This application of AI shows that AI helps create the global picture of species by connecting not only experts, but ordinary people to the wildlife and by getting them involved into species conservation.
Recent developments in computer vision using AI, and machine learning (ML) now make it possible to better interpret the images that are collected in the biodiversity monitoring databases and to make them useful for biologists and conservation managers.
Millions of images can now be processed by a series of neural networks and matching algorithms that detect the animal in the image, localize it, and classify which species it is. The ML model is also able to make predictions and identify individual animals by analyzing key points extracted from the animal in the picture, compare it to similar individuals in the database and decide which animals are the most likely matches.
Improved decision making and detection of misinformation
AI solutions can also help conservation managers to manage species in the best way possible, which means understanding what threat to manage as well as when and where to do so. In this way, AI could also step in the process of decision making. AI technologies can process information much faster than humans, so implementing them can facilitate decision making. It would also reduce the costs of the process as human labor is much more expensive.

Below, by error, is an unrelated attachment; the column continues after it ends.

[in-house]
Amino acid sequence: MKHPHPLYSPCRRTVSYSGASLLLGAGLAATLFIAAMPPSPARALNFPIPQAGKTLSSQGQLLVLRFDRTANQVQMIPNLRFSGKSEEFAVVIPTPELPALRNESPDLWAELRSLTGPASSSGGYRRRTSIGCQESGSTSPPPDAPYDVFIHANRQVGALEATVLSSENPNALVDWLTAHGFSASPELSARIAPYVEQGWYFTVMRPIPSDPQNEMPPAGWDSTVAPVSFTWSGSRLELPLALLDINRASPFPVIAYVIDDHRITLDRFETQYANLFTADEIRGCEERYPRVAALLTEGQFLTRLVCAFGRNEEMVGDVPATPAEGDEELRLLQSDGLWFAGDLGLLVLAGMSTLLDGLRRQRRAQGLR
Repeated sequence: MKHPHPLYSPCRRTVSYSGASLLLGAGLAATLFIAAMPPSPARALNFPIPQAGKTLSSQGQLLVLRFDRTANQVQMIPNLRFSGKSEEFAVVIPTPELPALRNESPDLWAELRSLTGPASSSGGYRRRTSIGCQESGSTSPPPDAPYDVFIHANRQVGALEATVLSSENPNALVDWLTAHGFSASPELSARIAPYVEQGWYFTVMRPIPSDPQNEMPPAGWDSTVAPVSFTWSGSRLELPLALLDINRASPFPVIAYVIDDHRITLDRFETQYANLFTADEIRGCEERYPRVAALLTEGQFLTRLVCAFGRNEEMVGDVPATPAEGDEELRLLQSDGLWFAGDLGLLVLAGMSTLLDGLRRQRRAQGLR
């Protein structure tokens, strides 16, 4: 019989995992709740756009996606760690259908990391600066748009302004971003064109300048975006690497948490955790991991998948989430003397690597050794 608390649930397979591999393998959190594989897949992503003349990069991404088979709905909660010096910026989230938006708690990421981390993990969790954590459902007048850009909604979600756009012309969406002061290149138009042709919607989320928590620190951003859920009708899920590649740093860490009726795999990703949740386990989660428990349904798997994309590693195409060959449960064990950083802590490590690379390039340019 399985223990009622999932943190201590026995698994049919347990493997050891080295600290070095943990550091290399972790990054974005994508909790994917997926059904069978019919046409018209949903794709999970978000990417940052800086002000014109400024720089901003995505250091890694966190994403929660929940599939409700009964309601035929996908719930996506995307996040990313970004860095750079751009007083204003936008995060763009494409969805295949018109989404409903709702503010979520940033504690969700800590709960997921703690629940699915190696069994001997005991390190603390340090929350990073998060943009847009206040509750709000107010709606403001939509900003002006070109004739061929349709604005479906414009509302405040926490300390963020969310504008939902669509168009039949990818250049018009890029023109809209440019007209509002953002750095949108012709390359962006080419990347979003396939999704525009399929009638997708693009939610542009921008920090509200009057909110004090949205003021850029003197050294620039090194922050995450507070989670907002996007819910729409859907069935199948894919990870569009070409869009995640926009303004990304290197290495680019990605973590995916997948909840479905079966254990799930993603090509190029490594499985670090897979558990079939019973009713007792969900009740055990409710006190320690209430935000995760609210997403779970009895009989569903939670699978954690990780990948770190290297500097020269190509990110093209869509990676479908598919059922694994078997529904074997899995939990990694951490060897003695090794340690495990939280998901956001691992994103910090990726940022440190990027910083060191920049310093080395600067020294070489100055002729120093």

“Misinformation can get halfway around the world before the truth has a chance to put its pants”, said John Cook, postdoctoral research fellow with the Climate Change Communication Research Hub at Monash University.
Misinformation is a real challenge for climate action, and the increasing use of social media by climate deniers can make the problem bigger. The solution to this problem is detecting and factchecking the information in real time before it has the time spread around the world, but it is a difficult task.
Using AI technologies could be a solution to misinformation about climate change. John Cook explains that it is now possible to use machine learning to detect climate misinformation. By taking examples of misinformation, a machine can be trained to detect the different types of climate misinformation, in order to identify and flag it as it goes online.
Algorithms co-created for the people and the planet
A key characteristic of these solutions is that they need to be trusted by the people who will use them. If people don’t trust the data that is coming from the algorithms deployed, these will be useless.
“The future is all about helping conservation managers around the world, adopting this AI tech to help them make better decisions for conservation” said research scientist with the Commonwealth Scientific and Industrial Research Organisation (CSIRO) Iadine Chades.
Creating solutions not only for the people whom they benefit, but with these people is fundamental. Experts should account for expertise and include it in the models to co-cocreate solutions that are trustworthy, understandable, and interpretable, in order to make the conservation managers use them.
Be sure to register for the upcoming session on Climate, Earth Science and Sustainability at AI for Good